One of Europe's Leading Military and Aviation Artists, David Pentland has produced a wealth of Paintings for Cranston Fine arts, who are proud to have David as one of their leading Artists. As you browse down his wonderful work you may be interested to know that many of the Paintings are still available, and to a collector his work would certainly be a valuable addition. David's Paintings have gone up in value over the past 2 years, and have seen a growth in value of nearly 100%.



David with one of his original paintings in the originals gallery at Cranston Fine Arts, and at a print signing session with a print of one of his pencil drawings.

More about David Pentland

 

AVIATION PRINTS

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 Following the initial parachute drops at Maleme (West) and Canea (Middle) Group East, comprising of Fallschirmjager Regiment 1 and 2nd battalion FJR2, prepared for their descent on Crete. Charged with the capture of Heraklion and its aerodrome, their departure was postponed until late afternoon due to the repairs and refuelling needed for the returning Junker 52 transports.

The Second Wave, Greece, 20th May 1941 by David Pentland. (Y)
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 George Beurling in Spitfire VC BR301 in action against a Macchi 202 over Malta in 1942.

Victory Over Malta by Ivan Berryman. (P)
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 New Zealand's highest scoring ace, with 25 victories to his credit, proved himself to be an extraordinary and resourceful leader.  Whilst on a routine patrol in September 1918, Keith Logan 'Grid' Caldwell's 74 Sqn SE5a was involved in a mid-air collision with another SE5a, the impact breaking one of Caldwell's struts and destroying the aerodynamics of his aircraft, which promptly dropped 1,000 ft and went into a flat spin.  Incredibly, Caldwell climbed from the cockpit of his stricken machine and held the broken strut together with his left hand whilst keeping his right hand on the joystick, somehow steering his wayward fighter out of danger and over friendly territory.  With no hope of a safe landing, the Kiwi jumped clear of the SE5a just a second or so before it impacted with the ground. Astounded British soldiers in a nearby trench saw Caldwell stand, dust himself off and walk casually toward them.  He returned to his unit and continued flying until the end of the war.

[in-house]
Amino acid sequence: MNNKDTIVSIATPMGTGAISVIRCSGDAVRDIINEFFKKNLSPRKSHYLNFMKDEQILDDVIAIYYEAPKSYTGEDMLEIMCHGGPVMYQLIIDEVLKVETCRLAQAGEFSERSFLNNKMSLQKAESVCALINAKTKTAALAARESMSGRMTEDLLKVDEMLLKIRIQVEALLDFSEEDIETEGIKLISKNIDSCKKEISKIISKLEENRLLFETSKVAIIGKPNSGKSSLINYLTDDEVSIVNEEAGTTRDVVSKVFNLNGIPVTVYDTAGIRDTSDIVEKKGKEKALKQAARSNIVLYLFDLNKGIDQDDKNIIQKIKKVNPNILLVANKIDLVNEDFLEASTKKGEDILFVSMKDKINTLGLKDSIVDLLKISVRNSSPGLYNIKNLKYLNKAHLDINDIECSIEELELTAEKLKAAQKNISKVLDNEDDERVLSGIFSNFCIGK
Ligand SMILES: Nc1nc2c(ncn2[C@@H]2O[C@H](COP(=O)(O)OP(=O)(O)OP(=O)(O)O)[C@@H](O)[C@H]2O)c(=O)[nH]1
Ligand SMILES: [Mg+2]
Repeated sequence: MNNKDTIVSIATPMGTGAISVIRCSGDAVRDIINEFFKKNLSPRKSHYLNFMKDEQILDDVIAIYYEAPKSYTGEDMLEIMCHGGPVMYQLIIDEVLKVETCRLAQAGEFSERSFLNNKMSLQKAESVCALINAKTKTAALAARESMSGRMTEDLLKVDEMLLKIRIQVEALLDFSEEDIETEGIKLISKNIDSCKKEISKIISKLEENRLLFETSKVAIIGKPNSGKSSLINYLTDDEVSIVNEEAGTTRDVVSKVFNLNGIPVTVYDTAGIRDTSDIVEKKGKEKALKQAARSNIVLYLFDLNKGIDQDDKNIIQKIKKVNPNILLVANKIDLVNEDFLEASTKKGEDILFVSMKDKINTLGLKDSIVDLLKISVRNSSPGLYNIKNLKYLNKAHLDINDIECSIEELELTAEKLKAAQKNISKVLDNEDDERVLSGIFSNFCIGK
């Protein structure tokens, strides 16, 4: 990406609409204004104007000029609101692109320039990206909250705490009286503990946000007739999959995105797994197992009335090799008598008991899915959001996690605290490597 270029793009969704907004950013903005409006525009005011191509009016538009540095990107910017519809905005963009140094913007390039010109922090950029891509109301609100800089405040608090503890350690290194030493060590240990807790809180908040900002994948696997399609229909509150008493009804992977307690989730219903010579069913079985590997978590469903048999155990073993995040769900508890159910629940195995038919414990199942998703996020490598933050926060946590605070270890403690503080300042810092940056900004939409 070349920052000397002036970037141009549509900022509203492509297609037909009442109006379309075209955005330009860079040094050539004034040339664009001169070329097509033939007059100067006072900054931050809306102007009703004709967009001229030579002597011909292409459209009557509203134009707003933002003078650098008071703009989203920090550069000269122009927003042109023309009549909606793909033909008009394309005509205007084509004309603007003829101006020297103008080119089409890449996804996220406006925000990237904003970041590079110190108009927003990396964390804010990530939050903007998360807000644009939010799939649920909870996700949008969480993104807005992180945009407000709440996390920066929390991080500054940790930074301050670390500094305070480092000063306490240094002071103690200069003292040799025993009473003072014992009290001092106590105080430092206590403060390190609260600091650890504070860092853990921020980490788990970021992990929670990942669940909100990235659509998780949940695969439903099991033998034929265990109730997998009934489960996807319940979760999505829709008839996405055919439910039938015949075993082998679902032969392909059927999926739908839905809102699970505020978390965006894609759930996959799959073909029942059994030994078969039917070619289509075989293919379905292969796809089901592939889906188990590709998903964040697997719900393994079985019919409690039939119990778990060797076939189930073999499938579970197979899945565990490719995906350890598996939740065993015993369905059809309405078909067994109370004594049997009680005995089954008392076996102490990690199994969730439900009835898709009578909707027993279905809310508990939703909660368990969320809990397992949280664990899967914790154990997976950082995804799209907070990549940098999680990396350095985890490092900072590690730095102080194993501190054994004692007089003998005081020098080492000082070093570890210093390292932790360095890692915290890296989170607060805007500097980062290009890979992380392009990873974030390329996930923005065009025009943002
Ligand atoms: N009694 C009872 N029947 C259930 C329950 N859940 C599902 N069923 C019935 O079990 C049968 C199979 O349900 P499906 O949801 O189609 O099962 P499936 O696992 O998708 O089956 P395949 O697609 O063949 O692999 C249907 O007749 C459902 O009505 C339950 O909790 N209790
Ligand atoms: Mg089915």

The Tenacious Grid Caldwell by Ivan Berryman. (P)
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 A BAE Viscount on final approach to Birmingham Airport, c.1962.

Elmdon Evening by Mark Postlethwaite. (AP)
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 Regarded by some in the Air Ministry as a failed fighter, the mighty Hawker Typhoon was unrivalled as a ground attack aircraft, especially in the crucial months immediately prior to – and after – D-Day when squadrons of Typhoons operated in 'cab ranks' to smash the German infrastructure and smooth the passage of the invading allied force.  This aircraft is Mk.1B (MN570) of Wing Commander R E P Brooker of 123 Wing based at Thorney Island.

Sledgehammer by Ivan Berryman. (AP)
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 With Italys entry into WW II on June 10, 1940, the epic two-and-one-half-year siege of Malta began. Symbolizing the defiant resistance of the people and defenders of that tiny island, the legend of Faith, Hope, and Charity grew from a handful of Gloster Sea Gladiators which initially comprised Maltas sole aerial defense. Until the arrival of the more modern Hawker Hurricanes, these obsolescent biplanes fought the Regia Aeronautica alone in the skies above Malta. Only six or seven Gladiators were assembled from the shipment of eighteen crated aircraft which had been delivered by the HMS Glorious. Others were utilized for spare parts, and three had been dispatched, still crated, to Egypt. Though hugely outnumbered, the defenders fought on, raising the morale of the citizens of Malta, and denying the Italians mastery of the sky. Suffering from a constant shortage of spare parts, tools and equipment, the devoted ground support crews were never able to keep more than three Gladiators operational at any point in time. Only one of these Gladiators was totally lost in aerial combat, and the sole surviving aircraft was presented to the people of Malta, and today stands in their National War Museum as a proud symbol of courage and endurance. In Stan Stokes painting, a Sea Gladiator, piloted by Flight Lt. James Pickering, tangles with a Fiat C.R. 42 over Malta in 1940 while an Italian Savoia S.79 tri-engined bomber passes by in the background. The Gloster Gladiator represented the zenith of development of the classic biplane fighter aircraft, a design formula which characterized an entire era from WW I until the advent of the monoplane fighter just before WW II. Glosters naval model of the Gladiator was equipped with a Bristol Mercury VIIIA engine providing a maximum speed of 253 MPH, a rate of climb of 2300 feet per minute, an operational ceiling of 32,200 feet, and a range of 415 miles. The Gladiator was armed with four .303 inch Browning machine guns, and incorporated several advanced features including an enclosed cockpit and wing flaps. One top RAF ace, Sqd. Ldr. Pattle, attained eleven victories flying the Gladiator. A total of 527 Gladiators were produced, and the aircraft served in twelve different countries. The Italians were overly persistent in their emphasis on biplane fighters, stemming from their successes with these highly maneuverable machines during the Spanish Civil War. Employing distinctive Warren-truss type interplane bracing the C.R. 42 was powered by a Fiat A74 R.C. 38 engine providing a maximum speed of 274 MPH and a range of 485 miles. The C.R. 42 was more lightly armed than the Gladiators it opposed, possessing only two 12.7mm Breda machine guns. The C.R 42 served on all of Italys fronts including North and East Africa, France, Britain, the Balkans, and Russia. Exported to Hungary, Sweden and Belgium, the C.R. 42 ironically served alongside the Gladiator in other theaters of operation during WW II.